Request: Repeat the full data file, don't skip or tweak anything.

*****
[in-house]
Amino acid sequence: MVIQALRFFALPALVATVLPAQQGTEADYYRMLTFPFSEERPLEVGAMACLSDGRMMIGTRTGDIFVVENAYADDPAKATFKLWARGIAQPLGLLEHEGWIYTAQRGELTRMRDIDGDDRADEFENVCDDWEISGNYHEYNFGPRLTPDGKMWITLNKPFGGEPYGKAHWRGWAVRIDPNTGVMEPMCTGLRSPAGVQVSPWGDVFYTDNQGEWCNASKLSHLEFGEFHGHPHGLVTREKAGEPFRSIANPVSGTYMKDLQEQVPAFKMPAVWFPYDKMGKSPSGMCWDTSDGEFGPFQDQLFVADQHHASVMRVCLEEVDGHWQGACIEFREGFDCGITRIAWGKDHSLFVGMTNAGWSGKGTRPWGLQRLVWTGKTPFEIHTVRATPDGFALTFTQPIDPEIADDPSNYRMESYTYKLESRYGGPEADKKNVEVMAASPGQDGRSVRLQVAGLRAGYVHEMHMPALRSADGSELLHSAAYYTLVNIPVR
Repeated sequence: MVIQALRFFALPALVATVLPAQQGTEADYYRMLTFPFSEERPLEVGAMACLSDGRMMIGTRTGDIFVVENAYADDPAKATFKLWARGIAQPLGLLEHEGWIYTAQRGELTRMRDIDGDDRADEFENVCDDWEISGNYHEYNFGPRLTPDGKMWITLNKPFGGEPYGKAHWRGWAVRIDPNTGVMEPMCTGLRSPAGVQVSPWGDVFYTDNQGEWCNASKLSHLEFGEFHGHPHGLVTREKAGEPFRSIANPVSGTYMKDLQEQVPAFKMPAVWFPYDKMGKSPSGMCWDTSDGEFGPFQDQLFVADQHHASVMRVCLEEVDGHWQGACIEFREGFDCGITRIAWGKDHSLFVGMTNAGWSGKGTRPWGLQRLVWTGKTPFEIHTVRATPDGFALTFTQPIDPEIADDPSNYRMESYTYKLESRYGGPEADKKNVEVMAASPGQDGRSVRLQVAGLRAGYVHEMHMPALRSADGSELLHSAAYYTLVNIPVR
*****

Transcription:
[in-house]
Amino acid sequence: MVIQALRFFALPALVATVLPAQQGTEADYYRMLTFPFSEERPLEVGAMACLSDGRMMIGTRTGDIFVVENAYADDPAKATFKLWARGIAQPLGLLEHEGWIYTAQRGELTRMRDIDGDDRADEFENVCDDWEISGNYHEYNFGPRLTPDGKMWITLNKPFGGEPYGKAHWRGWAVRIDPNTGVMEPMCTGLRSPAGVQVSPWGDVFYTDNQGEWCNASKLSHLEFGEFHGHPHGLVTREKAGEPFRSIANPVSGTYMKDLQEQVPAFKMPAVWFPYDKMGKSPSGMCWDTSDGEFGPFQDQLFVADQHHASVMRVCLEEVDGHWQGACIEFREGFDCGITRIAWGKDHSLFVGMTNAGWSGKGTRPWGLQRLVWTGKTPFEIHTVRATPDGFALTFTQPIDPEIADDPSNYRMESYTYKLESRYGGPEADKKNVEVMAASPGQDGRSVRLQVAGLRAGYVHEMHMPALRSADGSELLHSAAYYTLVNIPVR
Repeated sequence: MVIQALRFFALPALVATVLPAQQGTEADYYRMLTFPFSEERPLEVGAMACLSDGRMMIGTRTGDIFVVENAYADDPAKATFKLWARGIAQPLGLLEHEGWIYTAQRGELTRMRDIDGDDRADEFENVCDDWEISGNYHEYNFGPRLTPDGKMWITLNKPFGGEPYGKAHWRGWAVRIDPNTGVMEPMCTGLRSPAGVQVSPWGDVFYTDNQGEWCNASKLSHLEFGEFHGHPHGLVTREKAGEPFRSIANPVSGTYMKDLQEQVPAFKMPAVWFPYDKMGKSPSGMCWDTSDGEFGPFQDQLFVADQHHASVMRVCLEEVDGHWQGACIEFREGFDCGITRIAWGKDHSLFVGMTNAGWSGKGTRPWGLQRLVWTGKTPFEIHTVRATPDGFALTFTQPIDPEIADDPSNYRMESYTYKLESRYGGPEADKKNVEVMAASPGQDGRSVRLQVAGLRAGYVHEMHMPALRSADGSELLHSAAYYTLVNIPVR